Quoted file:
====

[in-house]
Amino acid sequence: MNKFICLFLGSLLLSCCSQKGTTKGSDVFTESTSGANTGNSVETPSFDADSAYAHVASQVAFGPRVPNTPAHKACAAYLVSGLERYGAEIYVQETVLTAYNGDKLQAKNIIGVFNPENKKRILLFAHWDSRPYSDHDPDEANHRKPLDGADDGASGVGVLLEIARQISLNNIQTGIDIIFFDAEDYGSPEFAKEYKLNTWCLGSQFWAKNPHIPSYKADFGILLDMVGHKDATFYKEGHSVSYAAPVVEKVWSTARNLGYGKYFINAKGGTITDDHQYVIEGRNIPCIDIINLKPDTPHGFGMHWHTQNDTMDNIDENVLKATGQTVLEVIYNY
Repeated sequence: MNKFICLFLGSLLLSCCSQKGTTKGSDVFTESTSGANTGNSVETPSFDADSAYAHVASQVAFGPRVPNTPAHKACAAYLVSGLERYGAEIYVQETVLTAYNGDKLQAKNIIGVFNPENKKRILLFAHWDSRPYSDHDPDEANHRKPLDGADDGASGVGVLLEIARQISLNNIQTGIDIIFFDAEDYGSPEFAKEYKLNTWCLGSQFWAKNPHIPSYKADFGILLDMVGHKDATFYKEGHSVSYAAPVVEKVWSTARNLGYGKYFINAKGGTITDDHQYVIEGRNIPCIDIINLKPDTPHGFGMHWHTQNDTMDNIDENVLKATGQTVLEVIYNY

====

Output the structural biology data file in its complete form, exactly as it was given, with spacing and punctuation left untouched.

[in-house]
Amino acid sequence: MNKFICLFLGSLLLSCCSQKGTTKGSDVFTESTSGANTGNSVETPSFDADSAYAHVASQVAFGPRVPNTPAHKACAAYLVSGLERYGAEIYVQETVLTAYNGDKLQAKNIIGVFNPENKKRILLFAHWDSRPYSDHDPDEANHRKPLDGADDGASGVGVLLEIARQISLNNIQTGIDIIFFDAEDYGSPEFAKEYKLNTWCLGSQFWAKNPHIPSYKADFGILLDMVGHKDATFYKEGHSVSYAAPVVEKVWSTARNLGYGKYFINAKGGTITDDHQYVIEGRNIPCIDIINLKPDTPHGFGMHWHTQNDTMDNIDENVLKATGQTVLEVIYNY
Repeated sequence: MNKFICLFLGSLLLSCCSQKGTTKGSDVFTESTSGANTGNSVETPSFDADSAYAHVASQVAFGPRVPNTPAHKACAAYLVSGLERYGAEIYVQETVLTAYNGDKLQAKNIIGVFNPENKKRILLFAHWDSRPYSDHDPDEANHRKPLDGADDGASGVGVLLEIARQISLNNIQTGIDIIFFDAEDYGSPEFAKEYKLNTWCLGSQFWAKNPHIPSYKADFGILLDMVGHKDATFYKEGHSVSYAAPVVEKVWSTARNLGYGKYFINAKGGTITDDHQYVIEGRNIPCIDIINLKPDTPHGFGMHWHTQNDTMDNIDENVLKATGQTVLEVIYNY